I am extremely new to the poly scene and am still learning community 'norms.' In relation to that, I recently read the post on this blog from October 6, 2013 entitled, "Should I let my partner read my emails?"
It was alarming.
If a partner of mine asked to be allowed to read my emails (or whatever communications) and I said "yes," I would be guilty of betraying the confidences of everyone who ever had sent and everyone who ever does send me email (or whatever communications).
My family sends me deeply personal messages. Friends send me deeply personal messages. It is *MY* responsibility to protect those confidences. They send those messages to ME, not to me-and-whatever-suspicious-partners-I-might-ever-have.
I know there is no "general policy," but is this something of a community norm? To be expected to demonstrate trustworthiness by fundamentally betraying the communications of everyone I've ever known?
Is the notion that one should "always act as if everyone you'd ever met and cared about was watching" interpreted to mean that I should actually ENABLE everyone to watch? Should I put a video camera in my bedroom and distribute the live feed and recordings to anyone I care about - present or future - who wants it?
I feel like that would be betrayal on a grand scale. Furthermore, if I have a friend who behaves that way, I would certainly want to be made aware in advance that anything I send that friend might also be seen by any of his/her partners.
Please help me understand how poly people deal with this in real life. Do people actually give their partners this kind of access? If they do, do they make any effort to inform everyone else they communicate with that their communications are NOT private? How do people handle 'crazy ex' issues with this?
Loyal For Real
Since I practice open email communication with my partner, and wrote much of what likely surprised you about that post, I'll explain my personal perspective.
First off, there is no workable universal policy for openness within a relationship, whether poly, traditional, or otherwise. The best policy is the one you and your partner/s decide works best for you, and that may change from time to time. What I recommend is the optimal scenario from my perspective: open and honest communication to an extreme, the logical conclusion to the underpinning of ethical nonmonogamy.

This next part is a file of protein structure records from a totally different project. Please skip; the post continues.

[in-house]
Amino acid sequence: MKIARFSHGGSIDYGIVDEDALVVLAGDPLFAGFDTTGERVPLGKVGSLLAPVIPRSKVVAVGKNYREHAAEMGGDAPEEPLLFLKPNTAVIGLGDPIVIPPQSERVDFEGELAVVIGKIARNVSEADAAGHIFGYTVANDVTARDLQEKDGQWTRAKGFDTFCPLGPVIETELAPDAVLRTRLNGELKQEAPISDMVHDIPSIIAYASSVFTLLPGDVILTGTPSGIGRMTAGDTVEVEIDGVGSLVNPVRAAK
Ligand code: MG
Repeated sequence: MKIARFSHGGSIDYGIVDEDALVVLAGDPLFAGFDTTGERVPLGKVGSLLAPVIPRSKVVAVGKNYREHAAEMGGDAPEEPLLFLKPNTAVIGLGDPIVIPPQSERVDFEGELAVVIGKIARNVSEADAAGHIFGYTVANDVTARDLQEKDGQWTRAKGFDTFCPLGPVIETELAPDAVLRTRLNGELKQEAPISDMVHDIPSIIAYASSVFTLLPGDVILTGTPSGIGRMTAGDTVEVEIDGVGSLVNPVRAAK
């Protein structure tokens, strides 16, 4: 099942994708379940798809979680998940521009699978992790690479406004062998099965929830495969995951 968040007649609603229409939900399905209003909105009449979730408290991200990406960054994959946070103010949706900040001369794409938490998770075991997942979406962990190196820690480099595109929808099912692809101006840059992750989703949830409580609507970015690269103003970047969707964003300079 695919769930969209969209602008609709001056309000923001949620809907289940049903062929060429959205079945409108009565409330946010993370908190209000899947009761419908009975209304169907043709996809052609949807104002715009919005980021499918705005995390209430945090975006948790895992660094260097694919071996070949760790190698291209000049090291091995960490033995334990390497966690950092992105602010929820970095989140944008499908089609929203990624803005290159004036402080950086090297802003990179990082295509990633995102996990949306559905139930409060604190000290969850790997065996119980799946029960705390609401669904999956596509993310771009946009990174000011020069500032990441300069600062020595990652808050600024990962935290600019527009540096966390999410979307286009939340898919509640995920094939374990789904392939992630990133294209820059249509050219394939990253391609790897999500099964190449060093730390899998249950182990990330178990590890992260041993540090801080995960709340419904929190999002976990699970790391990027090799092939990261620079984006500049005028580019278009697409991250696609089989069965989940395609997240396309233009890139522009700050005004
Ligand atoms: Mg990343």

Put into practice, however, total transparency isn't realistic in all situations. I see a difference between SECRETS with which you've been entrusted, and COMMUNICATIONS.
Let me pose it this way: if you received a message involving an interesting/problematic/curious/emotionally charged topic, would you feel comfortable discussing that topic with your best friend? I don't see any real difference between discussing the contents of a conversation with my partner, and actually sharing that conversation with my partner. If there's an expectation of secrecy within a specific message or conversation (whether implicit or explicit), then I would tell my partner there was something personal or private that wouldn't be appropriate to share, explain why, and ask that partner to avoid that particular area; perhaps I'd even delete it after reading, with my partner's knowledge I was doing so and why. But barring extenuating circumstances, I think it reasonable to expect that anything you tell, write, or message another person these days is likely to be shared, especially to a significant other if they have one. The only question is where any of us draw the line between what we consider private, and what we consider fair game for sharing.
While I understand my position might not meet your particular needs or beliefs, I explained why I do it that way and why I consider it ideal, even if untenable for some. So is this a betrayal at all, let alone one of epic proportions? I don't think so at all, although your mileage may (and likely does) vary.
As Leon pointed out, if the topic of the message is so secretive that you can't talk about it with your partner, then you probably can't have the kind of open relationships that Leon and I do - and that's totally okay! FBI, CIA and NSA people can be poly too, as long as they are up-front about their reasons, lol
Personally, my partners have access to my calendar from theirs, and my messages (their fingerprints unlock my phone) and I have the same access. Do we pick up each other's phones and scroll through texts and emails? Absolutely not, because we respect each other's privacy. Giving each other access is one way we show that we have nothing to hide from each other.
For example, to think about it another way: If people expect me to hide something from my partners, I feel that's a big "ask" and it's incumbent upon them to tell me that expectation so I can arrange a phone call or a meeting, or tell them I'm not comfortable with keeping something from the people closest to me.
That's a 180-degree flip from your belief that people expect you to keep all their communications confidential. But the problem with that assumption is that you won't know for sure what you can share with your partner(s) and what you can't because EVERYTHING is assumed to be confidential. If your relationships never intersect then I guess you're fine, but what happens if your partners and friends meet? How will you know what you can share so they don't remain strangers?
Basically, it comes down to consent. Your worldview is that nothing can be shared without consent, but I'm guessing that people end up sharing some of it anyway and violating that non-consent. Our worldview is that everything is shared unless WE consent to keep it secret from our partners. This ensures that whatever needs to be kept private is handled appropriately and leaves us free to share everything else without violating anyone's privacy expectations.